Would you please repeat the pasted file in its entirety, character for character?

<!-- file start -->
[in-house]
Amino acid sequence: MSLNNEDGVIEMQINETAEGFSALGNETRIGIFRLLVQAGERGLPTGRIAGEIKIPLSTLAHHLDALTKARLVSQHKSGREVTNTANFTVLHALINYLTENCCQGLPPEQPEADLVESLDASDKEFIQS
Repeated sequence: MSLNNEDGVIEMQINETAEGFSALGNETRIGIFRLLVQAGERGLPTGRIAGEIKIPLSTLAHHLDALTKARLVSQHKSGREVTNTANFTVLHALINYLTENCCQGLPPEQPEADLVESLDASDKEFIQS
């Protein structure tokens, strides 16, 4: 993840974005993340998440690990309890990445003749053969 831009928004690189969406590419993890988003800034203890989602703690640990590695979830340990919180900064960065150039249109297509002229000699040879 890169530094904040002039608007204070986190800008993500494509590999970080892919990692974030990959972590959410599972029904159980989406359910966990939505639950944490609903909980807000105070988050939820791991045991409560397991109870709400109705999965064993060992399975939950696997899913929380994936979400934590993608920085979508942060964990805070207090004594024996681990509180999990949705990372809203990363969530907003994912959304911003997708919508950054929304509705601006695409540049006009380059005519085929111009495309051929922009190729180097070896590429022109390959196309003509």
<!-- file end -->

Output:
[in-house]
Amino acid sequence: MSLNNEDGVIEMQINETAEGFSALGNETRIGIFRLLVQAGERGLPTGRIAGEIKIPLSTLAHHLDALTKARLVSQHKSGREVTNTANFTVLHALINYLTENCCQGLPPEQPEADLVESLDASDKEFIQS
Repeated sequence: MSLNNEDGVIEMQINETAEGFSALGNETRIGIFRLLVQAGERGLPTGRIAGEIKIPLSTLAHHLDALTKARLVSQHKSGREVTNTANFTVLHALINYLTENCCQGLPPEQPEADLVESLDASDKEFIQS
């Protein structure tokens, strides 16, 4: 993840974005993340998440690990309890990445003749053969 831009928004690189969406590419993890988003800034203890989602703690640990590695979830340990919180900064960065150039249109297509002229000699040879 890169530094904040002039608007204070986190800008993500494509590999970080892919990692974030990959972590959410599972029904159980989406359910966990939505639950944490609903909980807000105070988050939820791991045991409560397991109870709400109705999965064993060992399975939950696997899913929380994936979400934590993608920085979508942060964990805070207090004594024996681990509180999990949705990372809203990363969530907003994912959304911003997708919508950054929304509705601006695409540049006009380059005519085929111009495309051929922009190729180097070896590429022109390959196309003509």